The sweetness of elevated existence

La Dolce Vita – Dante style. The words ‘dolce vita’ appear in all manuscripts of Dante’s Paradiso, canto 4, verse 35. Here they are in one of the most celebrated illustrated manuscripts of the Commedia, British Library’s Yates Thompson MS 36, produced in northern Italy in the 1450s. A contextual image showing where the text occurs may be found at the bottom of this post.

You know you’re in the presence of a masterpiece once you’ve realised that every time you return to it, it finds a new way of speaking to you. That’s at least one reason why the classics are classic. The word is an instantiation of a fleeting thought, an evanescent feeling, but it represents a permanence that has the power to forever draw one to it. A vocational quality that calls (in the sense of vocare, to call) to it. We return freely, and often we don’t know why, we just do.

There is a common misunderstanding which tends to frame the third part of Dante’s Comedy (yes, Dante again!) as the death of movement, the dissolution of drama and the instauration of a gentle dictatorship of dogmaticism and drab scholasticism. Paradiso is the least read part of the Comedy. I know enough people who praise Dante for his genius and power of expression but have never read the account of Dante’s flight to the stars and beyond space and time, which is what Paradiso focuses on.

If the first two parts, Inferno and Purgatorio, are full of bodies busy in their bounded or unbounded struggle, of souls overwhelmed by the load of their embodiment and overburdened by the debt of their all-to-exacting grounding, Paradiso is pure mindfulness, the radical proposal of a project that Dante calls, with a word whose echoes have the capacity to rent the veil separating the 14th and the 21st century in two: trasumanar. So disconcertingly easy to render in modern languages that even a child’s guess would carry: transhumanising, transcending the human condition, which, for Dante, had been the human project all along.

Paradiso is the architecture of an elevated existence whose phenomenological sweetness, the way it is experienced, puts to shame all other projects of finding fulfilment and plenitude. It is out of this world, for sure, and it takes the storified Dante 33 cantos to reach it – at the edge, not of the world, but of being itself. Rather than left behind (as in many impoverished and impoverishing traditions), the body is transformed, the mind becomes the body and the body becomes the mind, that is a sign, an effigy, a seal, the minter’s matrix containing all and yet transcending all.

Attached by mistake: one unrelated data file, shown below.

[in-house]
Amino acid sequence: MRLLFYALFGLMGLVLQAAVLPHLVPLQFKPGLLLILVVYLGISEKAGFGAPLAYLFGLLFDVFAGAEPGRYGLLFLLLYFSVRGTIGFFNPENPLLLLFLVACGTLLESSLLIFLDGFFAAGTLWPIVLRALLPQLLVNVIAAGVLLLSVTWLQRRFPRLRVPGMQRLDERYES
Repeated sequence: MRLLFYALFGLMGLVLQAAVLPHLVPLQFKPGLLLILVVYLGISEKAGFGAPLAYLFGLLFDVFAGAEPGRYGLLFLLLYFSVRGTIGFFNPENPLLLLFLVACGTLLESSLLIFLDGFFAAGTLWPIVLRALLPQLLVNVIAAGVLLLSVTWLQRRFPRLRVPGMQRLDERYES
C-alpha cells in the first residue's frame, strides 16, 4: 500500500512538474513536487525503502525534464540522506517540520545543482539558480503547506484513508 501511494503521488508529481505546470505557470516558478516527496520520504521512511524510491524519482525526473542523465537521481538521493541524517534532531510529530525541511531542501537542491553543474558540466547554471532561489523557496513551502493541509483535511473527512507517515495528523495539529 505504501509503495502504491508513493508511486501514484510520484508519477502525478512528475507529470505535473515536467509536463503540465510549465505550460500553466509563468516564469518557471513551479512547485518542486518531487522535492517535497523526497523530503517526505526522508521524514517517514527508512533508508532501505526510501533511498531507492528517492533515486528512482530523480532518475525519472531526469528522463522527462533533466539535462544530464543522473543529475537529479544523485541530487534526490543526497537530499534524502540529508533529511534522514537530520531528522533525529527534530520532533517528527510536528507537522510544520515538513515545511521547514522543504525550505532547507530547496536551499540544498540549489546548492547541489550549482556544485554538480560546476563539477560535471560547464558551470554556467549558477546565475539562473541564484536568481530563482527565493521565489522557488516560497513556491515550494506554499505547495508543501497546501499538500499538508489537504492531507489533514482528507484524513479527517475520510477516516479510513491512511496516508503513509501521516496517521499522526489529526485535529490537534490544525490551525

And the result of that existence is what Dante refers to, again making a mockery of modernist expectations, using the enduring words of dolce vita, the sweet life. This is not the Fellini dolce vita per se, though the intimations are there, and Dante, the Florentine champion of dolce far qualcosa, knew a thing or two about the sweet life (on Earth), though that was not the only life he experienced. But he also knew there was an upper echelon of existence, the focal plane where all contradictions come to collapse, the space of one containing all multiplicity, the ground of grounding and the space of centredness. The dolce vita of those resting in that space, those who sense the ‘eterno spiro’, the eternal emanation, the sempiternal breathing. The dolce vita of contemplation where the self loses itself in all-encompasing release.

London, British Library, Yates Thompson MS 36, f. 135r

ma tutti fanno bello il primo giro,
e differentemente han dolce vita
per sentir più e men l’etterno spiro

But all those souls grace the Empyrean;
and each of them has gentle life—though some
sense the Eternal Spirit more, some less.
(Paradiso 4: 34-36, trans. by Allen Mandelbaum)

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